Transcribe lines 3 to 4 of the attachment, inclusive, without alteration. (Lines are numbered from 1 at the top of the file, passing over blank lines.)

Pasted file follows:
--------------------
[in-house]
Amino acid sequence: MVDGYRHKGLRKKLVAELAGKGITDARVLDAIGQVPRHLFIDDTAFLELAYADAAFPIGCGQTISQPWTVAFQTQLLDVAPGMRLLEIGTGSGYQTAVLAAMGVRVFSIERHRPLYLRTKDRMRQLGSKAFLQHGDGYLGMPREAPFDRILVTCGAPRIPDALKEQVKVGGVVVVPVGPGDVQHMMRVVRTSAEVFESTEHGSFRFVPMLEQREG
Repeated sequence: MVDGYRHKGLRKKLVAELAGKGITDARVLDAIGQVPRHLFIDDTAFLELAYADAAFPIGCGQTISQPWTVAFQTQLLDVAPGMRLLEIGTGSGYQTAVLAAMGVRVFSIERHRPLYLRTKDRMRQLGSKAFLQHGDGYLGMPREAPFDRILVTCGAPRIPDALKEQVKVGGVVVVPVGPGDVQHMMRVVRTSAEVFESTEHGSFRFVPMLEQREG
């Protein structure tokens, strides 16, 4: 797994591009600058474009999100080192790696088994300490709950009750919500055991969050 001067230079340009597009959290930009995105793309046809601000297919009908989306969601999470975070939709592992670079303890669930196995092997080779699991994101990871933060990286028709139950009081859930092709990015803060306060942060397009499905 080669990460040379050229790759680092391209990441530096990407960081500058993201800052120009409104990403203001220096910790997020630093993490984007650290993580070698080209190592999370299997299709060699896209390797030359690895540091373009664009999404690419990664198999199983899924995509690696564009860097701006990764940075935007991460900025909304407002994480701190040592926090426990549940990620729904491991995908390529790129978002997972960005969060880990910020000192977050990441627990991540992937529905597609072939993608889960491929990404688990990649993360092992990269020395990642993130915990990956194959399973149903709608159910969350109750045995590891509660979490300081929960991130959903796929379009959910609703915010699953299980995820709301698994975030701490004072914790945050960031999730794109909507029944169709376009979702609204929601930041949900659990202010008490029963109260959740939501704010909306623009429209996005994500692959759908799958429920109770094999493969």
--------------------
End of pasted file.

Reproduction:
Repeated sequence: MVDGYRHKGLRKKLVAELAGKGITDARVLDAIGQVPRHLFIDDTAFLELAYADAAFPIGCGQTISQPWTVAFQTQLLDVAPGMRLLEIGTGSGYQTAVLAAMGVRVFSIERHRPLYLRTKDRMRQLGSKAFLQHGDGYLGMPREAPFDRILVTCGAPRIPDALKEQVKVGGVVVVPVGPGDVQHMMRVVRTSAEVFESTEHGSFRFVPMLEQREG
């Protein structure tokens, strides 16, 4: 797994591009600058474009999100080192790696088994300490709950009750919500055991969050 001067230079340009597009959290930009995105793309046809601000297919009908989306969601999470975070939709592992670079303890669930196995092997080779699991994101990871933060990286028709139950009081859930092709990015803060306060942060397009499905 080669990460040379050229790759680092391209990441530096990407960081500058993201800052120009409104990403203001220096910790997020630093993490984007650290993580070698080209190592999370299997299709060699896209390797030359690895540091373009664009999404690419990664198999199983899924995509690696564009860097701006990764940075935007991460900025909304407002994480701190040592926090426990549940990620729904491991995908390529790129978002997972960005969060880990910020000192977050990441627990991540992937529905597609072939993608889960491929990404688990990649993360092992990269020395990642993130915990990956194959399973149903709608159910969350109750045995590891509660979490300081929960991130959903796929379009959910609703915010699953299980995820709301698994975030701490004072914790945050960031999730794109909507029944169709376009979702609204929601930041949900659990202010008490029963109260959740939501704010909306623009429209996005994500692959759908799958429920109770094999493969």